Defendants in this lawsuit, unable to respond to Interrogatory 2 for lack of authority. The
Attorney General is statutorily designated to litigate cases on behalf of state officers, including
the Governor, sued in their individual capacities, such as in the present case. Ala. Code § 36-15-
1(2) (The Attorney General “shall appear in the courts of . . . the United States, in any case in
which the state may be interested in the result.”); Ala. Code § 36-15-12 (“The Attorney General
is authorized to institute and prosecute, in the name of the state, all civil actions and other
proceedings necessary to protect the rights and interests of the state.”).
The Attorney General’s “powers, duties, and authority heretofore granted or authorized
by the constitution, statutory law, or the common law” are, according to statute, broadly
construed. Ala. Code § 36-15-1.1 (“Nothing contained in this article shall be construed so as to
in any way restrict, limit or abridge the powers, duties, or authority of the Attorney General as
heretofore authorized by the constitution, statutory law, or the common law.”); Mobil Oil Corp.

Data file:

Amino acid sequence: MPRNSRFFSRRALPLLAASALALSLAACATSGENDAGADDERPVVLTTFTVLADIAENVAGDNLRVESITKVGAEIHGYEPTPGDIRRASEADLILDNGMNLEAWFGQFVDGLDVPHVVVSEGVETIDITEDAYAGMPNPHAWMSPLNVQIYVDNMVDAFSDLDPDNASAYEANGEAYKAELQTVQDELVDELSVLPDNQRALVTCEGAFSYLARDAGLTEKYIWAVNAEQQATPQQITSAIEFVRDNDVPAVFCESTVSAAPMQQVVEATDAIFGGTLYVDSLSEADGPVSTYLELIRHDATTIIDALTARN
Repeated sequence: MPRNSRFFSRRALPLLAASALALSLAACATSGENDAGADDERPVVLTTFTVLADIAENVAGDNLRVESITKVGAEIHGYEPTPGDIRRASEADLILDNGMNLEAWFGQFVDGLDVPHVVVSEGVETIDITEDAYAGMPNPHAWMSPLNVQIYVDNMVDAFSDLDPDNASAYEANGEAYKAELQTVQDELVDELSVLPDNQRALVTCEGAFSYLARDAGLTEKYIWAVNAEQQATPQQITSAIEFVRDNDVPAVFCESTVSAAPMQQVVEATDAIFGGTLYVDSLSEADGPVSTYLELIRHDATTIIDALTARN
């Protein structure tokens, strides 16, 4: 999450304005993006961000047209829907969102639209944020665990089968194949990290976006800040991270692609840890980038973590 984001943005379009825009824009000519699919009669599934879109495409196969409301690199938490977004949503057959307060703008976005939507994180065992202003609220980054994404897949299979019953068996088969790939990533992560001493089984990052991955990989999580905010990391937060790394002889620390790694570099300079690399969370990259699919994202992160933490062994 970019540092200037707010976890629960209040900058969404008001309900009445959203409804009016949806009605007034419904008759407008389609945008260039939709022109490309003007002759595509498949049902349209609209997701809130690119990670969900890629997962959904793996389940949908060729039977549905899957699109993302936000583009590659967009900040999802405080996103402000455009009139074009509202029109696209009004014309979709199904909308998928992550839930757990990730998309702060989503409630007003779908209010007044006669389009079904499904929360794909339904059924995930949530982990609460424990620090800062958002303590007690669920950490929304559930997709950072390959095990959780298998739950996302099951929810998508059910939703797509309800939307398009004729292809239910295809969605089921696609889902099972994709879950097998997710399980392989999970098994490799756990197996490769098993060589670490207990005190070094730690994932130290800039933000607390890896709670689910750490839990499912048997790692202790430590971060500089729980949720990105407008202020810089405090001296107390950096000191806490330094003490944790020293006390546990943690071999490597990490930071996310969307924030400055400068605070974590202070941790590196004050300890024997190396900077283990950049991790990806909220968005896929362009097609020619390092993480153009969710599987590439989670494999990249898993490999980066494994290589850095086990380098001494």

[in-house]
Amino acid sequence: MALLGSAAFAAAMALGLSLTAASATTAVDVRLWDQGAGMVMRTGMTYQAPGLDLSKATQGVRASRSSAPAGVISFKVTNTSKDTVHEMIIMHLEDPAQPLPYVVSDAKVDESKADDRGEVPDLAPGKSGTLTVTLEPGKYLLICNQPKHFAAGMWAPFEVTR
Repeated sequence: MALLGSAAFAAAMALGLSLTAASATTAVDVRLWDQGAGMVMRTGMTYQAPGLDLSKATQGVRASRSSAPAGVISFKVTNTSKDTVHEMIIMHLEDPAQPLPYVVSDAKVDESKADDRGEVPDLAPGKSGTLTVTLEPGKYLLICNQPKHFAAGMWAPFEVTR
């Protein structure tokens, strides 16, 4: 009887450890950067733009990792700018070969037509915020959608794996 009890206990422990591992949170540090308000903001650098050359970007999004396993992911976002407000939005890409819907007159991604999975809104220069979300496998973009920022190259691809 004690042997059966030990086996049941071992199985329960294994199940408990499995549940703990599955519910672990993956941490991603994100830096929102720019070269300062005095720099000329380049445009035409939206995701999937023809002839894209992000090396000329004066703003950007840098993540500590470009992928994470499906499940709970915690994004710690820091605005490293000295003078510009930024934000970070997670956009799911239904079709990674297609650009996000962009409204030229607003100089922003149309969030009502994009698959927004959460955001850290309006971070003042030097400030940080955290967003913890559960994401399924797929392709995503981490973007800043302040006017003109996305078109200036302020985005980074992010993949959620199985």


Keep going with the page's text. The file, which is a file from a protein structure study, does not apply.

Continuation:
v. Kelley, 353 F. Supp. 582, 586 (S.D. Ala. 1973) aff’d, 493 F.2d 784 (5th Cir. 1974) (“The
Attorney General . . . has wide discretion in determining what actions he should take” in
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litigation and “[t]he actions taken by him in the case at hand were an exercise of that discretion
and in fulfillment of the duties of the office.”); McDowell v. State, 243 Ala. 87, 89, 8 So. 2d 569,
570-71 (1942) (confirming that the express statutory authority of the Attorney General to litigate
on behalf of the state or its officers, such as the Governor, includes “the implied authority to do
all things necessary and proper to their final conclusion”). The statutory authority to litigate on
behalf of the State’s interests surely encompasses the authority to respond to legitimate discovery
requests, such as Interrogatory 2.